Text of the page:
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Bax deletion further orders the cell death pathway in cerebellar granule cells and suggests a caspase-independent pathway to cell death.

Miller TM, Moulder KL, Knudson CM, Creedon DJ, Deshmukh M, Korsmeyer SJ, Johnson EM - J. Cell Biol. (1997)

Bottom Line: Wild-type granule cells in 5 mM K+ increased cleavage of DEVD-aminomethylcoumarin (DEVD-AMC), a fluorogenic substrate for caspases 2, 3, and 7; in contrast, Bax-deficient granule cells did not cleave DEVD-AMC.These results place BAX downstream of metabolic changes, changes in mRNA levels, and increased phosphorylation of c-Jun, yet upstream of the activation of caspases and indicate that BAX is required for apoptotic, but not excitotoxic, cell death.However, these inhibitors had only a marginal effect on preventing cell death, suggesting a caspase-independent death pathway downstream of BAX in cerebellar granule cells.

View Article: PubMed Central - PubMed

Affiliation: Department of Neurology, Howard Hughes Medical Institute, Washington University School of Medicine, St. Louis, Missouri 63110, USA.

ABSTRACT
Dissociated cerebellar granule cells maintained in medium containing 25 mM potassium undergo an apoptotic death when switched to medium with 5 mM potassium. Granule cells from mice in which Bax, a proapoptotic Bcl-2 family member, had been deleted, did not undergo apoptosis in 5 mM potassium, yet did undergo an excitotoxic cell death in response to stimulation with 30 or 100 microM NMDA. Within 2 h after switching to 5 mM K+, both wild-type and Bax-deficient granule cells decreased glucose uptake to <20% of control. Protein synthesis also decreased rapidly in both wild-type and Bax-deficient granule cells to 50% of control within 12 h after switching to 5 mM potassium. Both wild-type and Bax -/- neurons increased mRNA levels of c-jun, and caspase 3 (CPP32) and increased phosphorylation of the transactivation domain of c-Jun after K+ deprivation. Wild-type granule cells in 5 mM K+ increased cleavage of DEVD-aminomethylcoumarin (DEVD-AMC), a fluorogenic substrate for caspases 2, 3, and 7; in contrast, Bax-deficient granule cells did not cleave DEVD-AMC. These results place BAX downstream of metabolic changes, changes in mRNA levels, and increased phosphorylation of c-Jun, yet upstream of the activation of caspases and indicate that BAX is required for apoptotic, but not excitotoxic, cell death. In wild-type cells, Boc-Asp-FMK and ZVAD-FMK, general inhibitors of caspases, blocked cleavage of DEVD-AMC and blocked the increase in TdT-mediated dUTP nick end labeling (TUNEL) positivity. However, these inhibitors had only a marginal effect on preventing cell death, suggesting a caspase-independent death pathway downstream of BAX in cerebellar granule cells.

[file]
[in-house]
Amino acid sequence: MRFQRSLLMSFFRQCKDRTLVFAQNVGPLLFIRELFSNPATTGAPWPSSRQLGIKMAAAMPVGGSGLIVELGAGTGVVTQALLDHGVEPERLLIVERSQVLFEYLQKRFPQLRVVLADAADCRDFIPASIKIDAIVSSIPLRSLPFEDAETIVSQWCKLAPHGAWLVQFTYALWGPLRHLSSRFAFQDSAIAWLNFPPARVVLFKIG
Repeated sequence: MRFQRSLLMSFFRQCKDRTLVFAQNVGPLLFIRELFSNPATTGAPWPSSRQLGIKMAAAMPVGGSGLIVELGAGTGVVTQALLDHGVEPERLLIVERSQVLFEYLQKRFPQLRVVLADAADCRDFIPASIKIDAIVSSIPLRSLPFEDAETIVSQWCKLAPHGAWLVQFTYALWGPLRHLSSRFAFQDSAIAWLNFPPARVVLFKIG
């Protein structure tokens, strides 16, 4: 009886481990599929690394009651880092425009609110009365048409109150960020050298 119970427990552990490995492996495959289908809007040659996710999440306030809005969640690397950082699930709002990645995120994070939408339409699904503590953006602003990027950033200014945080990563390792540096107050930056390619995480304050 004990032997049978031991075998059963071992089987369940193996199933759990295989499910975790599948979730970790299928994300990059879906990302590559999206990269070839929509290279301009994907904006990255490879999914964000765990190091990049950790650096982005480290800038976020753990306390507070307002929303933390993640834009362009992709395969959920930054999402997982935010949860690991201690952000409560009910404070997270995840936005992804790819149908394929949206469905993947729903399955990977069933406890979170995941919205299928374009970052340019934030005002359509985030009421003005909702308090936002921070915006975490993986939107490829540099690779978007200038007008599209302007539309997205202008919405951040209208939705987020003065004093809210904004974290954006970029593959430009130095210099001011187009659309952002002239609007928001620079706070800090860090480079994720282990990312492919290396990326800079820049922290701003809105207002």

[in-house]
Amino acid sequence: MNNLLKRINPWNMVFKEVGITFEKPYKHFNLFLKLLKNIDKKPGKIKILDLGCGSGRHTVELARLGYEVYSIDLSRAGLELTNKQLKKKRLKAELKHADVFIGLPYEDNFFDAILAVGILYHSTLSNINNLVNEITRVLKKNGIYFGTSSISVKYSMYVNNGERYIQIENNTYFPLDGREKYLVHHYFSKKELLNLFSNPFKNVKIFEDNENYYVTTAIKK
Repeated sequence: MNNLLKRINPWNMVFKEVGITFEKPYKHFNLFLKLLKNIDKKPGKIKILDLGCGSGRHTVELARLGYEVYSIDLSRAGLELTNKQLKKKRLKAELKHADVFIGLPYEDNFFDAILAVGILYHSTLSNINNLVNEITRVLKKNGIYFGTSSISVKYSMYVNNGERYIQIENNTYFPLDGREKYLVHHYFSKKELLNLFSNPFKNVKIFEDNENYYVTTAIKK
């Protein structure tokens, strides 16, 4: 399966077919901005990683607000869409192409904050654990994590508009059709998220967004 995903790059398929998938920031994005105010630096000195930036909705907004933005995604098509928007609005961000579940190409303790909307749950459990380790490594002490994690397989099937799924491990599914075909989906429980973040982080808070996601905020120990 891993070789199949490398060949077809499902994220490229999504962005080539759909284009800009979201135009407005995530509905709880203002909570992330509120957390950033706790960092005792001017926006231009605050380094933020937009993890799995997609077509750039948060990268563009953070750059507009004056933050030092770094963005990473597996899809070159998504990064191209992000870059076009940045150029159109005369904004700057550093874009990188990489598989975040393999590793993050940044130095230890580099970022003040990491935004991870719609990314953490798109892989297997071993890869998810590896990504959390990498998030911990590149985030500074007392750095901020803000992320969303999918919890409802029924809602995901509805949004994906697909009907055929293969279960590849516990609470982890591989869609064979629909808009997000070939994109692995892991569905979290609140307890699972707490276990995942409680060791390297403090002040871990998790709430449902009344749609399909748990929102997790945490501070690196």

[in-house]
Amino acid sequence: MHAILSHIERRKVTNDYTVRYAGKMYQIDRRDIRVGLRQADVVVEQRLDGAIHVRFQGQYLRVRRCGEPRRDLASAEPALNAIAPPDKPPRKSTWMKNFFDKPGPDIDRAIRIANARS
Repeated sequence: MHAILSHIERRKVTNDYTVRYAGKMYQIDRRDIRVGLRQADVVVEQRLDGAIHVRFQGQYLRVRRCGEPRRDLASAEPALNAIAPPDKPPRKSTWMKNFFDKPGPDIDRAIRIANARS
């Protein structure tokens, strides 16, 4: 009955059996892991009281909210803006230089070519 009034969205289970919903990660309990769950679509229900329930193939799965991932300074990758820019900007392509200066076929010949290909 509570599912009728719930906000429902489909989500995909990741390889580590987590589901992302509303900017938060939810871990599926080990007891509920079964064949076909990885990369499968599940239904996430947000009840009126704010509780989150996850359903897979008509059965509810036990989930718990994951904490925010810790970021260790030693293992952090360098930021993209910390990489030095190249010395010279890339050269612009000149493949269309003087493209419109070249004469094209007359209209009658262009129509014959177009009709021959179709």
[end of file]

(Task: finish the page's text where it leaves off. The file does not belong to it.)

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Inhibitors of caspases do not block death, but do block  DEVD-AMC cleavage. Cultures were switched to K5+S, K5+S  plus 100 μM BAF, or K5+S plus 100 μM ZVAD-FMK. Control  cultures were switched to K25+S medium. (A) After 12, 24, or 48 h  neuronal survival was determined by calcein AM staining. (mean ±  SD, N = 3 experiments) (B) After 8, 12, 18, 24, or 48 h cultures  were lysed and assayed for DEVD-AMC cleavage. Fluorescence  was measured after 20 min at room temperature (mean ± range,  N = 2 experiments).
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Figure 9: Inhibitors of caspases do not block death, but do block DEVD-AMC cleavage. Cultures were switched to K5+S, K5+S plus 100 μM BAF, or K5+S plus 100 μM ZVAD-FMK. Control cultures were switched to K25+S medium. (A) After 12, 24, or 48 h neuronal survival was determined by calcein AM staining. (mean ± SD, N = 3 experiments) (B) After 8, 12, 18, 24, or 48 h cultures were lysed and assayed for DEVD-AMC cleavage. Fluorescence was measured after 20 min at room temperature (mean ± range, N = 2 experiments).

Mentions: Inhibiting caspases with peptide inhibitors blocks PCD in several models (Henkart, 1996; Schwartz and Milligan, 1996). For example, BAF or ZVAD-FMK, two inhibitors of caspases, have dramatic effects on saving sympathetic neurons from PCD induced by trophic factor deprivation (Deshmukh et al., 1996). We examined the effect of these compounds on K+ deprivation–induced cell death in granule cells. Neither compound was toxic to granule cells. After 3 d exposure to either 100 μM ZVAD or 100 μM BAF in K25+S medium, survival was 96 ± 1 and 103 ± 3%, respectively. In K5+S medium, while both BAF and ZVAD were able to delay PCD in granule cells at 12 h, neither afforded significant protection at later time points (Fig. 9 A). One possible explanation for the lack of protection was that BAF and ZVAD did not function as caspase inhibitors in these cells, perhaps because they did not effectively cross the plasma membrane. To rule out this possibility, we deprived cells of K+ in the presence of 100 μM BAF or 100 μM ZVAD and then measured caspase activity. Cells treated with either compound showed no increase in DEVD-AMC cleavage after K+ deprivation (Fig. 9 B), demonstrating that BAF and ZVAD did indeed penetrate granule cells and function as caspase inhibitors in these cells.